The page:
Highway 8 to be repaired after spring thaw

Many drivers may have noticed rough roads, accompanied by a sign warning of broken pavement on Highway 8 between Moosomin and Rocanville.
Due to the impacts of winter, conditions on Highway 8 have worsened, but the Ministry of Highways says temporary repairs are being made and more permanent repairs will be made once conditions allow.
"Highway 8 north of Highway 1 to Rocanville experienced significant, unexpected distress over the winter. Our crews are frequently monitoring the condition of the road and making emergency repairs as required, and warning signs and variable message boards are being put in place to warn drivers of the conditions. More permanent repairs are difficult until the spring thaw has completed, but when conditions allow crews will be carrying out repair work, including deep patches and sealing," said the Ministry of Highways.
As part of the 2021 Saskatchewan budget, the Government of Saskatchewan is investing $830 million into highways.
Minister of Highways Fred Bradshaw says the government has a lot of projects included in the 2021 budget.
"We have an $830 million budget for highways. We're looking at doing a lot of work on our highways, some of this is stimulus work that we're doing. We're beginning work on twinning Highway 3, west of Prince Albert that was just announced, and multiple stimulus passing lane projects on highway 2, Highway 3, Highway 12, Highway 14, and Highway 16. We're all about safety, and the passing lanes really help out on the safety end of things. We’ve got three more sets of passing lanes on Highway 7, Kindersley to the Saskatchewan-Alberta border,” said Bradshaw.
The Government of Saskatchewan will also be focusing on completing the remaining passing lanes on Highway 39 as well as two sets of passing lanes and widening on Highway 5 from Saskatoon to Highway 2.
In the budget, the Government of Saskatchewan says they will be improving 1,350 kilometres of provincial highways as part of their 10-year Growth Plan.
The improvements will see 250 kilometres of repaving, 510 kilometres of pavement sealing, 225 kilometres of medium treatments, 25 kilometres of gravel rehabilitation, 280 kiometres of Thin Membrane Surface (TMS) and rural highway upgrades, and 60 kilometres of twinning and passing lanes.
Highway 16 from Springside to the Saskatchewan-Manitoba border will see multiple passing lane projects as part of these improvements.
Bradshaw explains that the Government of Saskatchewan has also set its focus on intersection and road safety.
"We've been working on intersection safety and we've started doing that here a couple of years ago and we're continuing on. We have a five-year plan and we're going to invest $100 million into our intersection safety. That's going to improve the signage, the sightlines, rumble strips, and various different things. It's an ongoing thing. After the Humboldt crash, we wanted to make sure we have very safe highways across Saskatchewan and some of these things were lacking a little bit," said Bradshaw.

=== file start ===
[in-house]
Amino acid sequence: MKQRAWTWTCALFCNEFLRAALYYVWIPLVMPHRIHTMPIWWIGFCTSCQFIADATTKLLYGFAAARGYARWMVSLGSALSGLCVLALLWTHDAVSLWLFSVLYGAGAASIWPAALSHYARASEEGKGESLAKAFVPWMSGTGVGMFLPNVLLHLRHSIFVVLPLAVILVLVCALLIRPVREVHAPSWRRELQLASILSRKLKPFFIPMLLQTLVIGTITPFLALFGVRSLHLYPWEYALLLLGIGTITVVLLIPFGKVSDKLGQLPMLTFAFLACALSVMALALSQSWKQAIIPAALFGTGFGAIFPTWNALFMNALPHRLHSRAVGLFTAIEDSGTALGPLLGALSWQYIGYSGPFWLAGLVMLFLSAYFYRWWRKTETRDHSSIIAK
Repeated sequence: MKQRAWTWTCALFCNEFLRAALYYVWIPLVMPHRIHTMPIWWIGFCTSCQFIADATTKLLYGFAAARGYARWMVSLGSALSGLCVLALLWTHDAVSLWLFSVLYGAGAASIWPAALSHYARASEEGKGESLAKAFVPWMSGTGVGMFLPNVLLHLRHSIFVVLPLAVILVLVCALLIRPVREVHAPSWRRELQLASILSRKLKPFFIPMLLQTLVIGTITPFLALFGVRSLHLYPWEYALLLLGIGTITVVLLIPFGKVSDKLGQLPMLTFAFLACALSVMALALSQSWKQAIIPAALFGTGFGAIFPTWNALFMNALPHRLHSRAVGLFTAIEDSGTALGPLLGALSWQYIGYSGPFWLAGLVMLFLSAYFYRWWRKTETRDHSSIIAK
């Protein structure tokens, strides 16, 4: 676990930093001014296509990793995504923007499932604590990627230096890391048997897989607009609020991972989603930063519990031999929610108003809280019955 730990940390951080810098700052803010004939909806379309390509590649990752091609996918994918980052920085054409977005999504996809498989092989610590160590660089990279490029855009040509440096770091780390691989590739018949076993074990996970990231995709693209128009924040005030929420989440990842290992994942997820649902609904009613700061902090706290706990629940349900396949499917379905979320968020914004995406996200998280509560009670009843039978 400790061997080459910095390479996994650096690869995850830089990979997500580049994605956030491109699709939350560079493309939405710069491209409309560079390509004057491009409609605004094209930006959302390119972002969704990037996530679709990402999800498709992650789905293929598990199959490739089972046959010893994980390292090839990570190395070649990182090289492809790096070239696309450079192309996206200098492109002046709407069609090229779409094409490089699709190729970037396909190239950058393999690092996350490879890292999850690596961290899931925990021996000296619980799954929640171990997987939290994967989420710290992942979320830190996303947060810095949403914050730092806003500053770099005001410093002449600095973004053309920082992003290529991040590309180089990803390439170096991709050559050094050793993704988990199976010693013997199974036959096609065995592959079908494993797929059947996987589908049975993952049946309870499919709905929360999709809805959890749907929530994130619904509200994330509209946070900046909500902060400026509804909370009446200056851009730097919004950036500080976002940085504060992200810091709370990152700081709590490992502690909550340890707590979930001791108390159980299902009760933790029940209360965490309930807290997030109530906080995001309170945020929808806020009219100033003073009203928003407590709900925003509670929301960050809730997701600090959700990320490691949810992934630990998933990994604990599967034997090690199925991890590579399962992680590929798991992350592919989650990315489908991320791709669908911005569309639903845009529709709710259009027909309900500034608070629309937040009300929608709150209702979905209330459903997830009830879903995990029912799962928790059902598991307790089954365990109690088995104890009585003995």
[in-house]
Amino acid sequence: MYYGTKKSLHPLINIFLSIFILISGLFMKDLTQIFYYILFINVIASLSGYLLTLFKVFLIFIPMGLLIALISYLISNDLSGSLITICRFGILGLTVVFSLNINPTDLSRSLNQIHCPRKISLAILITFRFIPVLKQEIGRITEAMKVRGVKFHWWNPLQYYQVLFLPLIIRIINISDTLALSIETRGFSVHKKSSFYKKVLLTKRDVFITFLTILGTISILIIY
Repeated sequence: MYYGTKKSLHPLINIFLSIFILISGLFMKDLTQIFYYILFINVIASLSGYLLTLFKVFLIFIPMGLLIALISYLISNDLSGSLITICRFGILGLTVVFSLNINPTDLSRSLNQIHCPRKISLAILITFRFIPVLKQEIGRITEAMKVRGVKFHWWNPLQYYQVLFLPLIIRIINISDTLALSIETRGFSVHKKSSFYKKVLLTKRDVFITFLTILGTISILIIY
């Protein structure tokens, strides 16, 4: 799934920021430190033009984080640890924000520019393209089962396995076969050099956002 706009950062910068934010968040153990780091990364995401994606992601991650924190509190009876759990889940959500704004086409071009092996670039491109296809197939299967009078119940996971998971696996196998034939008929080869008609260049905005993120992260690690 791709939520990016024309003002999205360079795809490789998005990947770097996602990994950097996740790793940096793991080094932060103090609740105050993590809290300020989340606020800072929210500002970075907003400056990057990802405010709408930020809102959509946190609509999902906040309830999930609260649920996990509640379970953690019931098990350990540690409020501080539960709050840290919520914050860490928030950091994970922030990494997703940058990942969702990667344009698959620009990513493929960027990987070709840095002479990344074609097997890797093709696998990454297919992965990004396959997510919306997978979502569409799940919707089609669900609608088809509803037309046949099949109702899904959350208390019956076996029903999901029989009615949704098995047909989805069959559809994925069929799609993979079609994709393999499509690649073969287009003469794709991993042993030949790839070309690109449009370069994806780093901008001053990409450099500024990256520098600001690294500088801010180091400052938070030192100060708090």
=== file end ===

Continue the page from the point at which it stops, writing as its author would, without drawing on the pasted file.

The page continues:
In total, $22 million will be invested in road safety projects around the province, which includes flashing warning lights, rumble strips, pedestrian crosswalks, and other intersection improvements across Saskatchewan.
This includes intersection rumble strips at the junction of Highway 9 and Highway 22.
Bradshaw also noted $455,000 being invested in a mowing program to improve control of noxious weeds, increasing the current program by 22 per cent. The program will deliver 7,500 kilometres of additional right-of-way mowing.
A total of $1.6 million increase to the pavement marking program was also added to the 2021 budget. This includes a $530,000 increase in maintenance funding on TMS highways.
Bradshaw says that highway improvements are something that the Ministry of Highways continues to keep its eyes on.
"There isn't an MLA in rural Saskatchewan that doesn't have a highway they don't want fixed. We have spent record amounts since we were elected on highways and are continuing to do that. Our 10-year growth plan is to work on all of the highways in Saskatchewan. It is a continuous process that we have to continue on at all times. Everybody wants a perfect highway, and we're never going to get things absolutely perfect. But what we will do is continue to maintain the highways as well as we can. Since our government was formed in 2008 we have put $10.6 billion into highways and have improved over 17,000 kilometres of highways. It's an ongoing situation and we want to keep up. Saskatchewan does have its challenges, we have our winters and it does get cold and we have our frost. But there are new technologies out there all the time and we're looking at these technologies to see how we can improve our highways."
With the 2021 budget, the Government of Saskatchewan has invested more than $10.6 billion in highways and infrastructure since 2008.
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